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'Community dialogue' forum prompted by allegations against Iron Crow Theatre is cancelled

In the wake of allegations of harassment and unprofessional behavior that led to the cancellation of productions, Iron Crow Theatre has scheduled a “community dialogue.” The group's artistic director Sean Elias was accused of harassment in March. He has denied any wrongdoing.
In the wake of allegations of harassment and unprofessional behavior that led to the cancellation of productions, Iron Crow Theatre has scheduled a “community dialogue.” The group's artistic director Sean Elias was accused of harassment in March. He has denied any wrongdoing.(HANDOUT)

A “community dialogue” on issues surrounding Iron Crow Theatre and allegations of harassment and inappropriate behavior against its artistic director that had been scheduled for Friday afternoon has been cancelled.

The decision to cancel was made by Restorative Response Baltimore, a conflict resolution organization that had been brought in by Iron Crow.

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“We believe that if we were to facilitate the dialogue tomorrow, it could potentially be harmful, re-traumatizing, and unsafe for people,” Priya Bhayana, a facilitator from Restorative Response Baltimore, wrote in an email sent out Thursday evening announcing the cancellation.

The group’s plan would have brought both sides together in a public forum, with participants sitting in circle, voicing their thoughts and concerns. The plan, Bhayana wrote in her email, “require(s) a certain structure and process that we no longer believe is appropriate for this dialogue...It has become clear to us that many people are looking for a different type of dialogue process, which unfortunately we do not provide.”

Reached by phone, Bhayana confirmed canceling the forum, which had been set for 1 p.m. at Motor House Baltimore, in the Station North Arts District. She declined any further comment.

The forum had been called in the wake of Iron Crow’s decision in March to cancel two planned productions.

The cast of an upcoming production of Terrence McNally's play "Corpus Christ" at Baltimore's Iron Crow Theatre has walked out following sexual harassment allegations against the company and its artistic director.

“After extended consultation with a number of community agencies and organizations,” the theater company had said in a statement posted on its website last week, “Iron Crow Theatre will be hosting a community dialogue … to discuss how we as a theatre community can heal, move forward, and ensure a safe environment for our artists and administrators.”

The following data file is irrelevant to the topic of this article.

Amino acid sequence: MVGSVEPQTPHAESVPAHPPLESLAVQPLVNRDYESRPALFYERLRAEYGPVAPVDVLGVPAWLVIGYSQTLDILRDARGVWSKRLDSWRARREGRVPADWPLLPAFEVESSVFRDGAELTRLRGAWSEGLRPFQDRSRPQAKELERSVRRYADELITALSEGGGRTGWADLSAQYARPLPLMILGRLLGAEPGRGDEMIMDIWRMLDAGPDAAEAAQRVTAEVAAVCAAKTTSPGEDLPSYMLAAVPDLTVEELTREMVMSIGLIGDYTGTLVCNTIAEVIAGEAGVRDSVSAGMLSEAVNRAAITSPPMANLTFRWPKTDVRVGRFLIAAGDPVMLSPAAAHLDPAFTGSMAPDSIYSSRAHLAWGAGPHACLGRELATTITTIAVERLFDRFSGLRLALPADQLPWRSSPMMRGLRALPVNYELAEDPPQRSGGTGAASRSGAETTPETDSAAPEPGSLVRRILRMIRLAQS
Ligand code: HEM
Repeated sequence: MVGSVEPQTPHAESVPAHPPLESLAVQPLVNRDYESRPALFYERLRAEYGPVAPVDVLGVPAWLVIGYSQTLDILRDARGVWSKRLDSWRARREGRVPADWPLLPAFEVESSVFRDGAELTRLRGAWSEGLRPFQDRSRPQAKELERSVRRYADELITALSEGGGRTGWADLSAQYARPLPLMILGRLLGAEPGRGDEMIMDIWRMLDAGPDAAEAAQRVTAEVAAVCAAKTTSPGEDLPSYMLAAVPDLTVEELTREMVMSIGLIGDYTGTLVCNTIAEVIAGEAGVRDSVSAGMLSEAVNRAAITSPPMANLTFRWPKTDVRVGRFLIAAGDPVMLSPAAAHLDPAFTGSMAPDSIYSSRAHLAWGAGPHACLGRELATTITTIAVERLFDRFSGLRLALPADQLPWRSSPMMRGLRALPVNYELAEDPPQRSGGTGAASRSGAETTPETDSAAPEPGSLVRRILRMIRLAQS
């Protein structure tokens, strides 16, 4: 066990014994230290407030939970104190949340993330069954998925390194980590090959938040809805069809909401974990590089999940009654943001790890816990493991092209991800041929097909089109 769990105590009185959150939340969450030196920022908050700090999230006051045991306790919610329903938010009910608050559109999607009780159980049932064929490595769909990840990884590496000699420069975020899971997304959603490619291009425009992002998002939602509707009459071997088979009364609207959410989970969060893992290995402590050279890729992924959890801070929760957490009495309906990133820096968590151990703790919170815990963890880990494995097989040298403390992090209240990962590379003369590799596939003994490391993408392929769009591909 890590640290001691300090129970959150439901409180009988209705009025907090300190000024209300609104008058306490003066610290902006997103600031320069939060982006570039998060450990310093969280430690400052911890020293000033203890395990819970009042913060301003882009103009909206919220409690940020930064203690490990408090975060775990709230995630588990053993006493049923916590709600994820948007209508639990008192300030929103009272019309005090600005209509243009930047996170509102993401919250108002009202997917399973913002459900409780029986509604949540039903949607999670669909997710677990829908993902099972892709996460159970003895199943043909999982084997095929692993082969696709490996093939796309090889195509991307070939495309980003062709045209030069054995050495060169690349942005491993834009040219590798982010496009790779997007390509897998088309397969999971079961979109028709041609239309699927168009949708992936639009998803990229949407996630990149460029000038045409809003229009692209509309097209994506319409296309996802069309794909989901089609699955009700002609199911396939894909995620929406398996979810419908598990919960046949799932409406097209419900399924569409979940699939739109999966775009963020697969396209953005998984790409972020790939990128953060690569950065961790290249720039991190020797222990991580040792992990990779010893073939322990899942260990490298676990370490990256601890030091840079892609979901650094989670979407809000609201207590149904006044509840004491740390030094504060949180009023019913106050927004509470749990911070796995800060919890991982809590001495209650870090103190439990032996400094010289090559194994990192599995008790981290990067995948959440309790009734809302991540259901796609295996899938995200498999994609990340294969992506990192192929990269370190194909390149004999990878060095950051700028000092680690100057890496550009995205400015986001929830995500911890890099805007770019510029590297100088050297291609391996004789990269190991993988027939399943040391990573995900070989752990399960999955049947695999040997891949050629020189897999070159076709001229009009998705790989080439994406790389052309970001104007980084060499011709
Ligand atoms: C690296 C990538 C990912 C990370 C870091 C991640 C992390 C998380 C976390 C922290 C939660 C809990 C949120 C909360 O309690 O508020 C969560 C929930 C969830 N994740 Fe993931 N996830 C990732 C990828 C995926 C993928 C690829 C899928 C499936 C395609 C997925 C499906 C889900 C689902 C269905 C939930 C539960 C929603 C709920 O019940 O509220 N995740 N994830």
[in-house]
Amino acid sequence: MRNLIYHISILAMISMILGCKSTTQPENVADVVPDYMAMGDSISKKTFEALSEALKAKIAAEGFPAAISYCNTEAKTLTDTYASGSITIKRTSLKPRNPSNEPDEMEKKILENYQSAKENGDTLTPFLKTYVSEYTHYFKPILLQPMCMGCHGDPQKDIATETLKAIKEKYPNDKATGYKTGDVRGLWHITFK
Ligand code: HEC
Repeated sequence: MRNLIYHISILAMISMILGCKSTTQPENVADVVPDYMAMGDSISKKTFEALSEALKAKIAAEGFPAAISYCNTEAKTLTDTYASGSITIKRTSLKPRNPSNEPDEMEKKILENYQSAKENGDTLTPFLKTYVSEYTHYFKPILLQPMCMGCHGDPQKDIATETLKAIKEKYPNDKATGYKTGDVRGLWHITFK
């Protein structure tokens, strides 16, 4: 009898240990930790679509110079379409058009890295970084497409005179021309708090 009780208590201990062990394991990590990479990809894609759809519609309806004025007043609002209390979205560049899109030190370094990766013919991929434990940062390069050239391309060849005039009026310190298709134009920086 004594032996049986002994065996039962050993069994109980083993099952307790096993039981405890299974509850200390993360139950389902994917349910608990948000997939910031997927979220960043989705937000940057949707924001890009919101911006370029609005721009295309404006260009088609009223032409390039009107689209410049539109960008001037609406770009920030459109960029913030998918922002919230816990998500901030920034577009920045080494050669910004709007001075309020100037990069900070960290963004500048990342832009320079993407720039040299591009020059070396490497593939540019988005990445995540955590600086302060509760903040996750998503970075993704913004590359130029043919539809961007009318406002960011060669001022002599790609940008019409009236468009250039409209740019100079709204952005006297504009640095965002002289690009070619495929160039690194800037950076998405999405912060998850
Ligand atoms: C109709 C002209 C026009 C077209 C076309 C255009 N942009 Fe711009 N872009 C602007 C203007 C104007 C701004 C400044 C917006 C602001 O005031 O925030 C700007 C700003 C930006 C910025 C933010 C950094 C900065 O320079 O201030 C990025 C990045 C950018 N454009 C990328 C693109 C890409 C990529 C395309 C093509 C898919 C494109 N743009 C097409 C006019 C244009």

In a statement sent early Friday, Iron Crow’s board expressed disappointment with the cancellation. “We have done, or are currently in the process of doing, all that we said we would do in response to the events of this past spring,” the statement read, “as a proactive way of moving forward.”

The statement thanked Restorative Response Baltimore “for their services, professionalism, and stewardship.” It blamed comments posted on social media for the decision to cancel.

“We do not believe that social media is a platform conducive to discussing issues in a way that can yield positive and meaningful change,” the statement read. It encouraged those “interested in engaging in a sincere and solution-based dialogue” to reach out to the board or artistic director Sean Elias.

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Iron Crow, which bills itself as “Baltimore’s only queer theatre,” postponed productions of Terrence McNally’s “Corpus Christi” planned for April and “The Laramie Project” planned for this month after a volunteer member accused Elias of harassing and pinching him, fueling a heated debate online.

Elias has denied any wrongdoing. Iron Crow said it conducted its own investigation and “concluded that the specific allegations of sexual harassment [made] by a former volunteer member of our organization did not occur.”

Cast and crew members voted against continuing with “Corpus Christi” in March. In announcing their decision, they did not offer opinions or comment on the validity of the accusations.

Iron Crow announced recently that it was “expanding its policies on sexual harassment and harassment through social media” and had created a “formalized standard of professionalism.”

A spokeswoman for Iron Crow did not immediately respond Thursday to a request for more information.

Iron Crow has also announced the creation of a community advisory board to support the company “as it implements its revised and expanded policies on harassment and professionalism, ensuring that Iron Crow Theatre remains a safe place for all.”

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The board is to be chaired by Ron Legler, president of the Hippodrome Theatre at the France-Merrick Performing Arts Center.

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